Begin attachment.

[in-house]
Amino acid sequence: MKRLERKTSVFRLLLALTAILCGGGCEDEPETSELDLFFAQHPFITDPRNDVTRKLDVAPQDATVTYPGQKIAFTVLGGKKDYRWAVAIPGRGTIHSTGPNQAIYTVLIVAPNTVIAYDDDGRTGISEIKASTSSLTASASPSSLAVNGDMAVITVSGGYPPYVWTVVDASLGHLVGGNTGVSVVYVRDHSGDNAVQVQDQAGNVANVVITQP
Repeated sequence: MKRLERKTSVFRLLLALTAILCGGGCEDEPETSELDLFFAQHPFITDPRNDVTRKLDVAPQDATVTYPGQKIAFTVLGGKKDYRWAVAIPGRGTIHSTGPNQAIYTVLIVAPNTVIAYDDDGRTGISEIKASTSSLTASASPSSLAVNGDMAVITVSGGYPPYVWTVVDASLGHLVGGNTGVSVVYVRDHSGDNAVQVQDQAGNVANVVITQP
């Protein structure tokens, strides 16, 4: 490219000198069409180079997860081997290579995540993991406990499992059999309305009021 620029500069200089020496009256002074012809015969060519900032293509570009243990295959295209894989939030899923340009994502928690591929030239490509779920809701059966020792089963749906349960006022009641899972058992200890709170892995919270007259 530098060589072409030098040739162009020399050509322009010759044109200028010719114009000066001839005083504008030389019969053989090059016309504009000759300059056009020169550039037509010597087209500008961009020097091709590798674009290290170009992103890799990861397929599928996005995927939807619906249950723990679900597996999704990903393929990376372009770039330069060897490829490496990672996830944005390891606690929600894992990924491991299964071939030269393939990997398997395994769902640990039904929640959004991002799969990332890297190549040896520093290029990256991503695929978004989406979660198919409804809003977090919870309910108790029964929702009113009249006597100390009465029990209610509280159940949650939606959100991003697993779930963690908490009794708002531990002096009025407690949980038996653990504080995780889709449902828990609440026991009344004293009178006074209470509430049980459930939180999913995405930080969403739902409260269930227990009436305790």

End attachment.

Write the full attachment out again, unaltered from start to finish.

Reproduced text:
[in-house]
Amino acid sequence: MKRLERKTSVFRLLLALTAILCGGGCEDEPETSELDLFFAQHPFITDPRNDVTRKLDVAPQDATVTYPGQKIAFTVLGGKKDYRWAVAIPGRGTIHSTGPNQAIYTVLIVAPNTVIAYDDDGRTGISEIKASTSSLTASASPSSLAVNGDMAVITVSGGYPPYVWTVVDASLGHLVGGNTGVSVVYVRDHSGDNAVQVQDQAGNVANVVITQP
Repeated sequence: MKRLERKTSVFRLLLALTAILCGGGCEDEPETSELDLFFAQHPFITDPRNDVTRKLDVAPQDATVTYPGQKIAFTVLGGKKDYRWAVAIPGRGTIHSTGPNQAIYTVLIVAPNTVIAYDDDGRTGISEIKASTSSLTASASPSSLAVNGDMAVITVSGGYPPYVWTVVDASLGHLVGGNTGVSVVYVRDHSGDNAVQVQDQAGNVANVVITQP
């Protein structure tokens, strides 16, 4: 490219000198069409180079997860081997290579995540993991406990499992059999309305009021 620029500069200089020496009256002074012809015969060519900032293509570009243990295959295209894989939030899923340009994502928690591929030239490509779920809701059966020792089963749906349960006022009641899972058992200890709170892995919270007259 530098060589072409030098040739162009020399050509322009010759044109200028010719114009000066001839005083504008030389019969053989090059016309504009000759300059056009020169550039037509010597087209500008961009020097091709590798674009290290170009992103890799990861397929599928996005995927939807619906249950723990679900597996999704990903393929990376372009770039330069060897490829490496990672996830944005390891606690929600894992990924491991299964071939030269393939990997398997395994769902640990039904929640959004991002799969990332890297190549040896520093290029990256991503695929978004989406979660198919409804809003977090919870309910108790029964929702009113009249006597100390009465029990209610509280159940949650939606959100991003697993779930963690908490009794708002531990002096009025407690949980038996653990504080995780889709449902828990609440026991009344004293009178006074209470509430049980459930939180999913995405930080969403739902409260269930227990009436305790």